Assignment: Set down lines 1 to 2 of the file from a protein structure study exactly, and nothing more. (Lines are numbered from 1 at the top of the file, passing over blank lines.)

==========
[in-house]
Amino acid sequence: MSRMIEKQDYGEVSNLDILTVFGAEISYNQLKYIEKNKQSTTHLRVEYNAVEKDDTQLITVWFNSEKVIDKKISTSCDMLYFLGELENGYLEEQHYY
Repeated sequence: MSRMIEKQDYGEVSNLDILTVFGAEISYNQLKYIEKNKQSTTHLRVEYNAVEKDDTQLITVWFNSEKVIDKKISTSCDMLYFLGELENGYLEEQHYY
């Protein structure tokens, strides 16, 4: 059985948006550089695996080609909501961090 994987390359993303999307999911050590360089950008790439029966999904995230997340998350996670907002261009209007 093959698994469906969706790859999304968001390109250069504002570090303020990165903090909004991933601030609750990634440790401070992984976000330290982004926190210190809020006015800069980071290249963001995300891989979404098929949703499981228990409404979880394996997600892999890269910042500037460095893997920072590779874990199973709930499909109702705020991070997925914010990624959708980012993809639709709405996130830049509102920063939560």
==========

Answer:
[in-house]
Amino acid sequence: MSRMIEKQDYGEVSNLDILTVFGAEISYNQLKYIEKNKQSTTHLRVEYNAVEKDDTQLITVWFNSEKVIDKKISTSCDMLYFLGELENGYLEEQHYY